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PMID:28117439
Autor:Fadok JP; Krabbe S; Markovic M; Courtin J; Xu C; Massi L; Botta P; Bylund K; Müller C; Kovacevic A; Tovote P; Lüthi A
Endereço:Friedrich Miescher Institute for Biomedical Research, Maulbeerstrasse 66, 4058 Basel, Switzerland.
Título:A competitive inhibitory circuit for selection of active and passive fear responses.
Fonte:Nature; 542(7639):96-100, 2017 02 02.
ISSN:1476-4687
País de publicação:England
Idioma:eng
Resumo:When faced with threat, the survival of an organism is contingent upon the selection of appropriate active or passive behavioural responses. Freezing is an evolutionarily conserved passive fear response that has been used extensively to study the neuronal mechanisms of fear and fear conditioning in rodents. However, rodents also exhibit active responses such as flight under natural conditions. The central amygdala (CEA) is a forebrain structure vital for the acquisition and expression of conditioned fear responses, and the role of specific neuronal sub-populations of the CEA in freezing behaviour is well-established. Whether the CEA is also involved in flight behaviour, and how neuronal circuits for active and passive fear behaviour interact within the CEA, are not yet understood. Here, using in vivo optogenetics and extracellular recordings of identified cell types in a behavioural model in which mice switch between conditioned freezing and flight, we show that active and passive fear responses are mediated by distinct and mutually inhibitory CEA neurons. Cells expressing corticotropin-releasing factor (CRF ) mediate conditioned flight, and activation of somatostatin-positive (SOM ) neurons initiates passive freezing behaviour. Moreover, we find that the balance between conditioned flight and freezing behaviour is regulated by means of local inhibitory connections between CRF and SOM neurons, indicating that the selection of appropriate behavioural responses to threat is based on competitive interactions between two defined populations of inhibitory neurons, a circuit motif allowing for rapid and flexible action selection.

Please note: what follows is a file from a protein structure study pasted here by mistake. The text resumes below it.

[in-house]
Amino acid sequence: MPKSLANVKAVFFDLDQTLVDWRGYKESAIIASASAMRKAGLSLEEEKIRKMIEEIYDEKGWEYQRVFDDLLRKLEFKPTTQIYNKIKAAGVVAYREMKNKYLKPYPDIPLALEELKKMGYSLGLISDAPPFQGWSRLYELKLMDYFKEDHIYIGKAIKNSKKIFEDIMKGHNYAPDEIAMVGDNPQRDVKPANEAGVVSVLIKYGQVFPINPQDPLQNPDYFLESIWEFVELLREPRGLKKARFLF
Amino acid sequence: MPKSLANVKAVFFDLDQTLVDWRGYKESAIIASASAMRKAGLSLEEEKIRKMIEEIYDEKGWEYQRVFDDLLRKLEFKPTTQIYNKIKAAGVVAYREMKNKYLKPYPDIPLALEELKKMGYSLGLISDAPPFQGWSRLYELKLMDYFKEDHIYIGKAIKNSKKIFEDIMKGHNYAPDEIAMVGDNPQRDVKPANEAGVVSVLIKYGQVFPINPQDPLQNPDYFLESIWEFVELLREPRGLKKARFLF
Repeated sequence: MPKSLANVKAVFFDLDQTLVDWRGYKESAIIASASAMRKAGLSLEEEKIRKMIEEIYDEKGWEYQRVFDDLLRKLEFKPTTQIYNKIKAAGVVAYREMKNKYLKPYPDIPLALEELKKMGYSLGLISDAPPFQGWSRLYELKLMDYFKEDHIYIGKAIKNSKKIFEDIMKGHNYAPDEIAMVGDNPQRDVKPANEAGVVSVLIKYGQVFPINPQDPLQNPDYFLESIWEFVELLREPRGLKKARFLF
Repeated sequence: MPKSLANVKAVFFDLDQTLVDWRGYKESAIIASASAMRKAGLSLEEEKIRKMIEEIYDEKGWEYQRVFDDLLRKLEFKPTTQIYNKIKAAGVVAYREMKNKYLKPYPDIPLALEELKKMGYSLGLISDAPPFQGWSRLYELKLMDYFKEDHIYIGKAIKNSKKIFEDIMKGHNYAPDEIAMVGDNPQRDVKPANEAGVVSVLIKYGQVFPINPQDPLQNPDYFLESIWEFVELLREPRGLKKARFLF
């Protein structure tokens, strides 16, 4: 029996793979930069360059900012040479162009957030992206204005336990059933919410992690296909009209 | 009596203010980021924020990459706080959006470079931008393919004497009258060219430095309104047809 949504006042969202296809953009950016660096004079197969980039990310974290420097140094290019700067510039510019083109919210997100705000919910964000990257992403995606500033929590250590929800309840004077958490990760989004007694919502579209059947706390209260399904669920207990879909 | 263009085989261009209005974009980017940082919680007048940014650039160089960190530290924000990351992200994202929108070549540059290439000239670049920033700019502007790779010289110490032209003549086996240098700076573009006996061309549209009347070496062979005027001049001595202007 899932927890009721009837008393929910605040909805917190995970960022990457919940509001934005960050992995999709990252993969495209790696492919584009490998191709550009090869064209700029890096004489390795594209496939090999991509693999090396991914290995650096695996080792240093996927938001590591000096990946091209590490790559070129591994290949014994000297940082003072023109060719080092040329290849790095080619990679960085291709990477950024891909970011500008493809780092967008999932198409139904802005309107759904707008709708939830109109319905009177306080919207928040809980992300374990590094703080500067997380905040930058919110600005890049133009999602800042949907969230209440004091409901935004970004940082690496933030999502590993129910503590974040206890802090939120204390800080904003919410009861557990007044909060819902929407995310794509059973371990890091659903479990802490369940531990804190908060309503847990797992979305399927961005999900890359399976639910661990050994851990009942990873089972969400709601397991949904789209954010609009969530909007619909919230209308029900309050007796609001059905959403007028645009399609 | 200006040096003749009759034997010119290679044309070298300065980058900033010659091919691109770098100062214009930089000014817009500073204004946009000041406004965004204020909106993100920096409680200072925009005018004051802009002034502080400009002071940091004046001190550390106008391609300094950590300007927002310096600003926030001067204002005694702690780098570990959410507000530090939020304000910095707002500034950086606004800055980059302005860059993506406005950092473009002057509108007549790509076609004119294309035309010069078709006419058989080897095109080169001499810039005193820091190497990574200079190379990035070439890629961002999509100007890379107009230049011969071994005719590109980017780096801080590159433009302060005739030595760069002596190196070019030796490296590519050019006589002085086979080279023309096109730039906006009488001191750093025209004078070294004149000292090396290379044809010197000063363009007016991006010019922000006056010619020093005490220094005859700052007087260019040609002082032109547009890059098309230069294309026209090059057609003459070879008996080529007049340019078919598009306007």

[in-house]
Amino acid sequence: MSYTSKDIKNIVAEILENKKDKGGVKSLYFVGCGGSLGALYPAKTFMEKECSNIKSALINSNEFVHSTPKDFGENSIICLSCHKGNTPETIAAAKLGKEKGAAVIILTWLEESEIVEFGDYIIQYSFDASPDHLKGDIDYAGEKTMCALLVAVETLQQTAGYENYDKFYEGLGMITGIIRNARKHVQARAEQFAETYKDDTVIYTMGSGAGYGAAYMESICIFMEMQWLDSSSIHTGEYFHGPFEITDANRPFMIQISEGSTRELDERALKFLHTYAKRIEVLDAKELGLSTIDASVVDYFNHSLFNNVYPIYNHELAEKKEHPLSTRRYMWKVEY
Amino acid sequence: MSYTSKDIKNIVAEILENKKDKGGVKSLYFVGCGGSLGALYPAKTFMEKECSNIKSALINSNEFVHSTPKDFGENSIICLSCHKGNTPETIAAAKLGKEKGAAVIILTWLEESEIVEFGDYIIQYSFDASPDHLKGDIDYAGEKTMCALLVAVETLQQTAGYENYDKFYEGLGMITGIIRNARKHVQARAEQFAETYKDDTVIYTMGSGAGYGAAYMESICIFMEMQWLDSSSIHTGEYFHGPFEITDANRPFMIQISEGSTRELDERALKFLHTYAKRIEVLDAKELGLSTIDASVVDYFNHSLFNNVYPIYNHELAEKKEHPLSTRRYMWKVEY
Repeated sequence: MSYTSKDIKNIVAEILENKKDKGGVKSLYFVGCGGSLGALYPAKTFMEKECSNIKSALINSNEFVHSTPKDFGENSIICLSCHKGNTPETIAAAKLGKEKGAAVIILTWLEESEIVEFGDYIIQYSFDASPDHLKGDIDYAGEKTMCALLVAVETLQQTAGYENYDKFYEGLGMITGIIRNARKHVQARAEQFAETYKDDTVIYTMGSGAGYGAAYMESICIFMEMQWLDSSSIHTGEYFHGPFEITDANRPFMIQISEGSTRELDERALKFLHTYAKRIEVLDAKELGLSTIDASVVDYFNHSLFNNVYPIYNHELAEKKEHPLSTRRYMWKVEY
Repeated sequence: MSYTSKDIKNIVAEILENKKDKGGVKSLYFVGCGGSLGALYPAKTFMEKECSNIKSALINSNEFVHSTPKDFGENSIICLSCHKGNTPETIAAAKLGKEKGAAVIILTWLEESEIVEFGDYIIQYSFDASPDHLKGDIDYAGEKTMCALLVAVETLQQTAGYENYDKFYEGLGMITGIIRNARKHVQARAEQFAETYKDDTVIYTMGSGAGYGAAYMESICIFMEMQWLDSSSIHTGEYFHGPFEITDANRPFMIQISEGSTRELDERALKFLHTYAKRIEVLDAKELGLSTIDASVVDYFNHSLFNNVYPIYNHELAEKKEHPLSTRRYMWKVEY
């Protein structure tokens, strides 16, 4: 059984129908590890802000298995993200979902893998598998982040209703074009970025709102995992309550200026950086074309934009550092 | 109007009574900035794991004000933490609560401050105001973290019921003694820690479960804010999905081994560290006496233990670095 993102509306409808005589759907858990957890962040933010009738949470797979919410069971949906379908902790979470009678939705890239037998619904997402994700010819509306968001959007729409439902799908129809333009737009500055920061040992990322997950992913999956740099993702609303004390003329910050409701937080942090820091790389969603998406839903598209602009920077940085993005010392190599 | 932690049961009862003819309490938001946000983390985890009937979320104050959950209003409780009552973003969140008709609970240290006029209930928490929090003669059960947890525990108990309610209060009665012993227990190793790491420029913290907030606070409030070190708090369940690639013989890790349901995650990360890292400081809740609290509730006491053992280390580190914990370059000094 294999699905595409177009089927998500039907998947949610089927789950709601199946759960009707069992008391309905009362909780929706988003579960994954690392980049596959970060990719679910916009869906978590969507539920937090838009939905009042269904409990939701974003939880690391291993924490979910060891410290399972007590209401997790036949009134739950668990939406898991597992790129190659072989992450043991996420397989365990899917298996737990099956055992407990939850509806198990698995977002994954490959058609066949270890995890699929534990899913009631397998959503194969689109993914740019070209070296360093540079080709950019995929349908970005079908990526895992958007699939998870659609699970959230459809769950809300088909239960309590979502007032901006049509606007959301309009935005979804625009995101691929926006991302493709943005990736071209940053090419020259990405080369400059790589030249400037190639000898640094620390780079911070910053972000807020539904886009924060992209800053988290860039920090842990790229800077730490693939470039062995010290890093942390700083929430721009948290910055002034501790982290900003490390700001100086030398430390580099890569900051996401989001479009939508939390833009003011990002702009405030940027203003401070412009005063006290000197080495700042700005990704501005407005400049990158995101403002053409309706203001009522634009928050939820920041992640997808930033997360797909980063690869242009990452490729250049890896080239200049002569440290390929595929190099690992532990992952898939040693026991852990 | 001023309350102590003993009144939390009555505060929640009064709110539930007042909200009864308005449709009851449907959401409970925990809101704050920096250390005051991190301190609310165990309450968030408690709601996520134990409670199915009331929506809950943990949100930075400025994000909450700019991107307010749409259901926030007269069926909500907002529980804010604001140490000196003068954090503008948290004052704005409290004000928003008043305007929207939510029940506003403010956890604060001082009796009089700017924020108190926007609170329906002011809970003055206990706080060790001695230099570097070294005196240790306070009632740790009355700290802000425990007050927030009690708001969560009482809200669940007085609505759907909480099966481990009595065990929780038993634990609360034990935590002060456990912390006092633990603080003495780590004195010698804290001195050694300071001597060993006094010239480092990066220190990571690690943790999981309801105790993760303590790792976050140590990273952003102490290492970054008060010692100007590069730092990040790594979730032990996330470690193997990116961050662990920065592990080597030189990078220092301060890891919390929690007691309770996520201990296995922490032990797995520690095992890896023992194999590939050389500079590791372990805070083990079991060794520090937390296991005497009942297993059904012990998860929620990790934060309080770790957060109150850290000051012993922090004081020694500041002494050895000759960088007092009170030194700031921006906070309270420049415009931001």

Tipo de publicação: JOURNAL ARTICLE; RESEARCH SUPPORT, NON-U.S. GOV'T
Nome de substância:51110-01-1 (Somatostatin); 9015-71-8 (Corticotropin-Releasing Hormone)


  9 / 963 MEDLINE  
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PMID:27806255
Autor:Kiyokawa Y; Takeuchi Y
Endereço:Laboratory of Veterinary Ethology, The University of Tokyo, 1-1-1 Yayoi, Bunkyo-ku, Tokyo 113-8657, Japan. Electronic address: akiyo@mail.ecc.u-tokyo.ac.jp.
Título:Social buffering ameliorates conditioned fear responses in the presence of an auditory conditioned stimulus.
Fonte:Physiol Behav; 168:34-40, 2017 Jan 01.
ISSN:1873-507X
País de publicação:United States
Idioma:eng
Resumo:Social buffering is a phenomenon in which stress in an animal is ameliorated when the subject is accompanied by a conspecific animal(s) during exposure to distressing stimuli. Previous studies of social buffering of conditioned fear responses in rats have typically used a 3-s auditory conditioned stimulus (CS) as a stressor, observing stress responses during a specified experimental period. Because a 3-s CS is extremely short compared with a typical experimental period, freezing has thus been observed primarily in the absence of the CS. Therefore, it has been unclear whether social buffering ameliorates conditioned fear responses in the presence of the CS. To clarify this issue, the current study assessed the effects of social buffering on conditioned fear responses in the presence of a 20-s CS. We measured the percentage of time spent freezing during the 20-s period following the onset of the CS. When conditioned subjects were exposed to the 20-s CS alone, they exhibited a high percentage of freezing in the presence of the CS. The presence of another non-conditioned rat completely blocked this response. The same result was observed when freezing was observed primarily in the absence of the 3-s CS. In addition, we confirmed that the presence of an associate ameliorated conditioned fear responses induced by a 20-s CS or 3-s CS when the duration and frequency of fear responses was measured. These findings indicate that social buffering ameliorates conditioned fear responses in the presence of an auditory CS.